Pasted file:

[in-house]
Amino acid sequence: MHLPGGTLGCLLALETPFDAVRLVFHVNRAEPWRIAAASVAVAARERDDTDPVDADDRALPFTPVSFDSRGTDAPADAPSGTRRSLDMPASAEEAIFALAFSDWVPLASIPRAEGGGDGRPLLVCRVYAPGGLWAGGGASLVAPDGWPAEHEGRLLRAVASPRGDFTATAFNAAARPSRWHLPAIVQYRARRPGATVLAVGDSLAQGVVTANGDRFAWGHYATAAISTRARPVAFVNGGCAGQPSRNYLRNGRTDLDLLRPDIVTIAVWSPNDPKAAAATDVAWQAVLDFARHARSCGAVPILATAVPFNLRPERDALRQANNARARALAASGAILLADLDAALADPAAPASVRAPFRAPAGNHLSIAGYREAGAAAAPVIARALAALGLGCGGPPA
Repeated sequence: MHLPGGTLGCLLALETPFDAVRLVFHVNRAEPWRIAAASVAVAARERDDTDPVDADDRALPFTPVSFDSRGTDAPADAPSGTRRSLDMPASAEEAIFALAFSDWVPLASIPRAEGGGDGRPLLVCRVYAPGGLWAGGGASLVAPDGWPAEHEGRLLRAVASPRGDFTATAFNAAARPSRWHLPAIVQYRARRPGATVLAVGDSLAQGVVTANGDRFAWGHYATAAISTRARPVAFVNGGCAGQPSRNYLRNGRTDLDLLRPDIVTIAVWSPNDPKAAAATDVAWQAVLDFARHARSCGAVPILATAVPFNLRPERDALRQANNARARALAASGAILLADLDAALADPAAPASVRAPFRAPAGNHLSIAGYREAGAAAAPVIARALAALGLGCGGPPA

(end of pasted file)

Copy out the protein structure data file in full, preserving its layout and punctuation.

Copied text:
[in-house]
Amino acid sequence: MHLPGGTLGCLLALETPFDAVRLVFHVNRAEPWRIAAASVAVAARERDDTDPVDADDRALPFTPVSFDSRGTDAPADAPSGTRRSLDMPASAEEAIFALAFSDWVPLASIPRAEGGGDGRPLLVCRVYAPGGLWAGGGASLVAPDGWPAEHEGRLLRAVASPRGDFTATAFNAAARPSRWHLPAIVQYRARRPGATVLAVGDSLAQGVVTANGDRFAWGHYATAAISTRARPVAFVNGGCAGQPSRNYLRNGRTDLDLLRPDIVTIAVWSPNDPKAAAATDVAWQAVLDFARHARSCGAVPILATAVPFNLRPERDALRQANNARARALAASGAILLADLDAALADPAAPASVRAPFRAPAGNHLSIAGYREAGAAAAPVIARALAALGLGCGGPPA
Repeated sequence: MHLPGGTLGCLLALETPFDAVRLVFHVNRAEPWRIAAASVAVAARERDDTDPVDADDRALPFTPVSFDSRGTDAPADAPSGTRRSLDMPASAEEAIFALAFSDWVPLASIPRAEGGGDGRPLLVCRVYAPGGLWAGGGASLVAPDGWPAEHEGRLLRAVASPRGDFTATAFNAAARPSRWHLPAIVQYRARRPGATVLAVGDSLAQGVVTANGDRFAWGHYATAAISTRARPVAFVNGGCAGQPSRNYLRNGRTDLDLLRPDIVTIAVWSPNDPKAAAATDVAWQAVLDFARHARSCGAVPILATAVPFNLRPERDALRQANNARARALAASGAILLADLDAALADPAAPASVRAPFRAPAGNHLSIAGYREAGAAAAPVIARALAALGLGCGGPPA